By Randall Osborne

West Coast Editor

SuperGen Inc. added a strong player to its oncology portfolio by paying $20 million in cash and stock to AVI BioPharma Inc. for U.S. marketing rights to the cancer vaccine Avicine, slated to begin Phase III trials by mid-year.

The deal ¿functions like a joint venture,¿ said Denis Burger, president and CEO of Portland, Ore.-based AVI, which will split clinical costs and regulatory expenses with SuperGen, as well as profits.

¿If you run all the numbers, this should work out to be equivalent to a 37 percent royalty,¿ Burger said, more than double the 15 percent royalty commonly paid by big pharma.

AVI might still end up with the much-sought cash of big pharma¿s involvement. Late last year, SuperGen signed a potential $150 million cash-and-equity deal with Abbott Laboratories, of Abbott Park, Ill., for worldwide marketing of the cancer drug rubitecan ¿ and the international rights for Avicine remain unclaimed. ¿Of course, we¿re thinking about Abbott,¿ Burger said. (See BioWorld Today, Dec. 23, 1999, p. 1.)

Under the terms of the Avicine agreement, SuperGen, of San Ramon, Calif., gets an option to buy 10 percent more of AVI¿s common stock (NASDAQ:AVII) that is outstanding at the time of the exercise, at a price of $35.625 per share, which is 300 percent of Tuesday¿s closing price of $11.875 per share. If it happened today, it would entail 1.75 million shares at $62.3 million.

AVI¿s stock closed Wednesday at $12.562, up 68.7 cents. SuperGen¿s stock (NASDAQ:SUPG) closed Wednesday at $46, up $2.875.

SuperGen will own 13 percent to 15 percent of AVI when the equity deal is complete, said Joseph Rubinfeld, chairman and CEO of SuperGen.

¿We patterned this after the Abbott deal,¿ Rubinfeld said. ¿I learned.¿

In addition to the Phase III trial for colorectal cancer, expected to begin in a few months, Avicine is being tested in a Phase II study for pancreatic cancer ¿ the second such study ¿ and a Phase II trial for prostate cancer is planned for mid-year.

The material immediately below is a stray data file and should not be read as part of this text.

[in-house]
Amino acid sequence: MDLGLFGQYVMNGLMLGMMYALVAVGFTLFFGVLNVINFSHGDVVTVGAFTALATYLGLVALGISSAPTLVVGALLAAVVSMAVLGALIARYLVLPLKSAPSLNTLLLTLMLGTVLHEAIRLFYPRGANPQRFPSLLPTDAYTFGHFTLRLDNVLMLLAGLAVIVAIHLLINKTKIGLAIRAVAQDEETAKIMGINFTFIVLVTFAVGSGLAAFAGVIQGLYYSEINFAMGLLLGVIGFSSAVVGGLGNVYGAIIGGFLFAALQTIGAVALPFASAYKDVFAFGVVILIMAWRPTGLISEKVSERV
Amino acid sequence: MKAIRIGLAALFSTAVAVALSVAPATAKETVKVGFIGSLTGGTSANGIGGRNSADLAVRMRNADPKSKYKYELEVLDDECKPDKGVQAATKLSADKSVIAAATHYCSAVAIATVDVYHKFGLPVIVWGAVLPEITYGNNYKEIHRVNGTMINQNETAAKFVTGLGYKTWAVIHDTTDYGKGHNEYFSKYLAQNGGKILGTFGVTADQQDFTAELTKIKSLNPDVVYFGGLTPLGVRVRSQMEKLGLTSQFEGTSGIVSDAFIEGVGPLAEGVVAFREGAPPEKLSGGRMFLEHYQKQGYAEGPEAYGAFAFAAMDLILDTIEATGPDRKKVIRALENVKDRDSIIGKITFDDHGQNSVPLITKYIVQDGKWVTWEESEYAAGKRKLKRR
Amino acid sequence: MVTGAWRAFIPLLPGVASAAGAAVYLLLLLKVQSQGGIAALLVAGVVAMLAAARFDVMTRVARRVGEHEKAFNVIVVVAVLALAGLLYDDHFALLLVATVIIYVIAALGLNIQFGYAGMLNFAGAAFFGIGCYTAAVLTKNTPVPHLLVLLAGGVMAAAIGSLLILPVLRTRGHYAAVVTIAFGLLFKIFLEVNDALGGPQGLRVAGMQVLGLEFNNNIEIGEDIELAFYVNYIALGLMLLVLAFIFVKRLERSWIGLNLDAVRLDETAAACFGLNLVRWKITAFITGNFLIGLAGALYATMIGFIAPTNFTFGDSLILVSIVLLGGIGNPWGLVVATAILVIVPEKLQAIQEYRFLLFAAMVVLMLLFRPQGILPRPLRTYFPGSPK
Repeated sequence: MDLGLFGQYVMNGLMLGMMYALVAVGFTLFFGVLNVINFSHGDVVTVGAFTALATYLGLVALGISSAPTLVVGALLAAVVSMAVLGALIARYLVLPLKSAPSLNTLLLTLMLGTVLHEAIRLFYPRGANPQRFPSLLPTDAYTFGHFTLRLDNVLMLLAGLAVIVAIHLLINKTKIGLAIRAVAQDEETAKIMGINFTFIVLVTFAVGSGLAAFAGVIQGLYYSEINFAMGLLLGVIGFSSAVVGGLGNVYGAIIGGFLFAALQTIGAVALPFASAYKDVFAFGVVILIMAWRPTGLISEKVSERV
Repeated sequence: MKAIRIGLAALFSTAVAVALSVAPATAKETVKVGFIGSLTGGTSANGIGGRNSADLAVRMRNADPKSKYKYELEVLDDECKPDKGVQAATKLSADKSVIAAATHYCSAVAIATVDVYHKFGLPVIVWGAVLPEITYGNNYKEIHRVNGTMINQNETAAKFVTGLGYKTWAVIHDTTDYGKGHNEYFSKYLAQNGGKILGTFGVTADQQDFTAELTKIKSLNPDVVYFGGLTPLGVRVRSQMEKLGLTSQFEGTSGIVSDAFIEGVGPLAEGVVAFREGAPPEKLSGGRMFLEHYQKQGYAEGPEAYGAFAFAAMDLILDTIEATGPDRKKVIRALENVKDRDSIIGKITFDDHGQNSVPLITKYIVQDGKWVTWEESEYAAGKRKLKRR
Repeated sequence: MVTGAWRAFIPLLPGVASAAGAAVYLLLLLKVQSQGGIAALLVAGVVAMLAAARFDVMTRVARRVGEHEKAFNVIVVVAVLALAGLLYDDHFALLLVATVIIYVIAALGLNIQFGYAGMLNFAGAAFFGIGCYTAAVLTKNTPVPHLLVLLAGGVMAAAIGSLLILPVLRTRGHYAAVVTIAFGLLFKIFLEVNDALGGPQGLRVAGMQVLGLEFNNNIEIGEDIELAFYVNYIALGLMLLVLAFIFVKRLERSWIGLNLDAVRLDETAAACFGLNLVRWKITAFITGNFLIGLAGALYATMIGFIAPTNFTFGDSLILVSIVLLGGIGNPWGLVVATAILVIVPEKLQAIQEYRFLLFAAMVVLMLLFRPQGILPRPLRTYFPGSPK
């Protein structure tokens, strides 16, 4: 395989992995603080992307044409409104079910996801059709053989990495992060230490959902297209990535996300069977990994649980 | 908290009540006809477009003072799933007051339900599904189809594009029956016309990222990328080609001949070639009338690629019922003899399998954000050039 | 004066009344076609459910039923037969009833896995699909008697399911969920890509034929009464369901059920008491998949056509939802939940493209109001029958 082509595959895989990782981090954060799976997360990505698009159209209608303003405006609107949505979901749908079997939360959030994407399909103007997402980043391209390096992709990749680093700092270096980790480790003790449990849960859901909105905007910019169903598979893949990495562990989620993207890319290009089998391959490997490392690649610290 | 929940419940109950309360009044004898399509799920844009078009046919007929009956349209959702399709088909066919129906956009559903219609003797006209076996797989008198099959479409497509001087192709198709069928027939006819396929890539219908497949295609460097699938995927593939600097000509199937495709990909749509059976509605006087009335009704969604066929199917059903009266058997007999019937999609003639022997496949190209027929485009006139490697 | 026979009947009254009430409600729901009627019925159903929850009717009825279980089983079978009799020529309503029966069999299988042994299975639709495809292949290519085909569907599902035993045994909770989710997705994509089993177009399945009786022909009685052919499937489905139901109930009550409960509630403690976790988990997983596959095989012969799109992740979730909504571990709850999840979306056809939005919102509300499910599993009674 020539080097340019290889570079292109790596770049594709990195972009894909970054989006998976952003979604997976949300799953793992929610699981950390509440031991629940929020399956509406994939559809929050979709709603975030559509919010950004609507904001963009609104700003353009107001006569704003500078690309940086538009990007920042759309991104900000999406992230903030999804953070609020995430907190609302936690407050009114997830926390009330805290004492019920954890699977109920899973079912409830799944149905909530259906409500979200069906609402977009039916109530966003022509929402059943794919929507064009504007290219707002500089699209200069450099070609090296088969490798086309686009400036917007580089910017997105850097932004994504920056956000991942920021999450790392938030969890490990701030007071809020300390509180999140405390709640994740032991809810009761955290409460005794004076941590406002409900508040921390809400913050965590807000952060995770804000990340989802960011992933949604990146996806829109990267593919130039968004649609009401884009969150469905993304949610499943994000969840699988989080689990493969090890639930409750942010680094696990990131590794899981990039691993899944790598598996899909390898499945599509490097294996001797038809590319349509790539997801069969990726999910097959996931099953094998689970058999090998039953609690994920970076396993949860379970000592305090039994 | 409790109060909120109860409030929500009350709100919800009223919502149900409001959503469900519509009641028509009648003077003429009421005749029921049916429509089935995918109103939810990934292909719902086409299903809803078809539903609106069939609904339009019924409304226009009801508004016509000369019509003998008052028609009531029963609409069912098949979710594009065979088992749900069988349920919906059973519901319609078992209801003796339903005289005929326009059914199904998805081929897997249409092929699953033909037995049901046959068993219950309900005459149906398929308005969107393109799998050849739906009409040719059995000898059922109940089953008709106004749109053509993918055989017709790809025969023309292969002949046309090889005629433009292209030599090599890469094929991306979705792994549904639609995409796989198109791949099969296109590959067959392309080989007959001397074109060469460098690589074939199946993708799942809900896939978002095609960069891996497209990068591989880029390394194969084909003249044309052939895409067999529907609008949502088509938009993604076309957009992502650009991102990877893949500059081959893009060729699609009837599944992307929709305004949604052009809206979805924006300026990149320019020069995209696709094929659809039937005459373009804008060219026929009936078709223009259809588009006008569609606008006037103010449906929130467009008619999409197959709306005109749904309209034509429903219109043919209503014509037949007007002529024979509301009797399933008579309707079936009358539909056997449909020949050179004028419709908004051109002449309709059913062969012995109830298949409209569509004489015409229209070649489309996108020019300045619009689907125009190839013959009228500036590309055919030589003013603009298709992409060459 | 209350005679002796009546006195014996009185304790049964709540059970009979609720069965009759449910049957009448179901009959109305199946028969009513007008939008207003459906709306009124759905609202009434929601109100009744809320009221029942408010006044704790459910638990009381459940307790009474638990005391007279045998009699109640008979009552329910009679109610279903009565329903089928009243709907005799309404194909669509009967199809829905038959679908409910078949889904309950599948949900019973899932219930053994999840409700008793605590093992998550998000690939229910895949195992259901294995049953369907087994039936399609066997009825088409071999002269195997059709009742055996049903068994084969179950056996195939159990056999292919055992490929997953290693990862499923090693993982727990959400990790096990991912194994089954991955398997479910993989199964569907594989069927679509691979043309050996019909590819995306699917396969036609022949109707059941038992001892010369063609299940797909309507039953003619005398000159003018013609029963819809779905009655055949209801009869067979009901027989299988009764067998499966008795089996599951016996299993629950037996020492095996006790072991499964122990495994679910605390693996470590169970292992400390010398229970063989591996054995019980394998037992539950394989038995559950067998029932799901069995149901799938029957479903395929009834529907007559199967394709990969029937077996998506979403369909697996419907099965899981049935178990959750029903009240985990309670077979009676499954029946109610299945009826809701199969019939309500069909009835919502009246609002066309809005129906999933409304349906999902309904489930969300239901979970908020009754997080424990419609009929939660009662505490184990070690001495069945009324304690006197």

AVI is providing SuperGen rights to first discussion of its other compounds as part of the agreement, Rubinfeld said.

¿They¿re in a variety of things not in the mainstream for SuperGen¿s business [such as anti-infectives],¿ but the move looks wise as an equity investment, he said.

The Avicine deal took some extra time to complete. In December, SuperGen paid $5 million to keep exclusive negotiating rights in the U.S. until the end of February, acquiring 7.5 percent of AVI¿s outstanding common stock in exchange for a $2.5 million payment and 100,000 shares of SuperGen. (See BioWorld Today, Dec. 27, 1999, p. 1.)

¿It¿s more equity,¿ Rubinfeld said. ¿It¿s like we¿re buying a chip, using mostly our own shares.¿

Burger said the wait was worthwhile.

¿Once you have an approved Phase III protocol, whether its big pharma or SuperGen conducting the trials with us, the data¿s going to be the same,¿ he said. ¿Then the question is, Can two small companies afford it?¿ We can.¿

To have Abbott handle overseas marketing would be a bonus, but Rubinfeld said Abbott, which boasts a ¿monster sales force,¿ has made no moves in that direction.

¿We haven¿t approached them and they haven¿t approached us,¿ he said.

Avicine is designed to boost the immune system in fighting an existent cancer. It prompts an immune response by targeting a tumor-associated antigen: human chorionic gonadotrophin, a hormone with which malignant tumors usually are coated.

The vaccine has been tested in five trials in more than 200 patients. Results from a Phase II study for advanced colorectal cancer demonstrated that patients who responded to the peptides in the vaccine showed what AVI described as ¿significant survival benefits¿ compared to patients treated with chemotherapy alone.

In February, SuperGen registered to sell 2 million shares in a public offering. In September, the company raised $16.6 million in a private placement designed to help fund its clinical programs for rubitecan and Nipent, its approved hairy-cell leukemia drug that is being proposed for additional indications, as well as for other oncology programs. (See BioWorld Today, Feb. 16, 2000, p. 1; and Sept. 8, 1999, p. 1.)